MEXICO CITY -- Tropical Storm Andres formed off the southwest coast of Mexico over the weekend, becoming the earliest East Pacific named storm on record.
Andres weakened quickly and stayed far off coast, about 600 miles from the southern tip of Mexico's Baja California peninsula.
It is expected to head deeper into open water and not cause any damage, according to the U.S. National Hurricane Center.
By Monday afternoon, the storm had top winds of about 35 mph and was classified as a tropical depression.
Tropical Storm #Andres has formed in the eastern Pacific Ocean well southwest of the coast of southwestern Mexico. The system is expected to be short-lived and move northwestward away from southwestern Mexico over the next day or so. https://t.co/Oy8uof9ldM pic.twitter.com/V8XMsgU9c1— NHC Eastern Pacific (@NHC_Pacific) May 9, 2021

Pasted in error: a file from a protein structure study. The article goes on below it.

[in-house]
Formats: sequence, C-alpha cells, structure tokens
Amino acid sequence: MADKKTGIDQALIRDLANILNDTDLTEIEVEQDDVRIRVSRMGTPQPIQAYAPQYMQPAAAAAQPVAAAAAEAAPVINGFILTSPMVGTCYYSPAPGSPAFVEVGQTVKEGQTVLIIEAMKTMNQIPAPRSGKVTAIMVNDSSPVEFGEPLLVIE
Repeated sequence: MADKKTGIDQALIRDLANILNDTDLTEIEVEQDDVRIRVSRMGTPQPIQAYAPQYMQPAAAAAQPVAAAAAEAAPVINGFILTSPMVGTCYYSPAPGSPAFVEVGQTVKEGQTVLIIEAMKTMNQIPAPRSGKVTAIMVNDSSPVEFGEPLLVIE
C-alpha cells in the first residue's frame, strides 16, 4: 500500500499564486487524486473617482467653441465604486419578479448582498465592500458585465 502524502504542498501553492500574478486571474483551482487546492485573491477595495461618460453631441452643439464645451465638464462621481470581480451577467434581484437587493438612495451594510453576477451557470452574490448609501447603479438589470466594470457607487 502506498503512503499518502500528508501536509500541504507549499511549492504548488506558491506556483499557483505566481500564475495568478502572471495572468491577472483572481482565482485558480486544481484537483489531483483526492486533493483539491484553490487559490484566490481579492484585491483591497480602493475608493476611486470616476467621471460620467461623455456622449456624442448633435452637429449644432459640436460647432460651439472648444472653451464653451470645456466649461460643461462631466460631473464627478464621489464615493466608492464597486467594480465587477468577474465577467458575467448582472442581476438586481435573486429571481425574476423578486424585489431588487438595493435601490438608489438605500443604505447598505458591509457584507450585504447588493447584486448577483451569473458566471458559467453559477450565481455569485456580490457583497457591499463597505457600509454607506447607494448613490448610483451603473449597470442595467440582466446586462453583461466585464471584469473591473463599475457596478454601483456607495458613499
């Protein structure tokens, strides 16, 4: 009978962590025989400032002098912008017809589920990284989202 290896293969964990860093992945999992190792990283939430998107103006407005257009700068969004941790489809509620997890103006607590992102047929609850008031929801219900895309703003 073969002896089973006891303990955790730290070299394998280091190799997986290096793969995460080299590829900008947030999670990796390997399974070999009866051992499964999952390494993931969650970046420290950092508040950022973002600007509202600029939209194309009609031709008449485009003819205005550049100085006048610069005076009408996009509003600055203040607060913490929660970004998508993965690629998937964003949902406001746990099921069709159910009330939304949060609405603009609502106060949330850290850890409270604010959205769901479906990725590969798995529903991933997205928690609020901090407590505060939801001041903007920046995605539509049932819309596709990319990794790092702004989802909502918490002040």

While Andres will not impact many people, it does continue what had been a very active 2020 storm season in the Gulf of Mexico and Atlantic. There were a record-breaking 30 named storms and 12 landfalling storms in the continental U.S., according to the NOAA.
Before this year, the 2005 season held the record for the most named storms, with 28.
Of the 30 named storms, 13 of them became hurricanes, meaning winds were 74 mph or greater. Six of those were considered major hurricanes, with winds reaching at least 111 mph: Laura, Teddy, Delta, Epsilon, Eta, and Iota.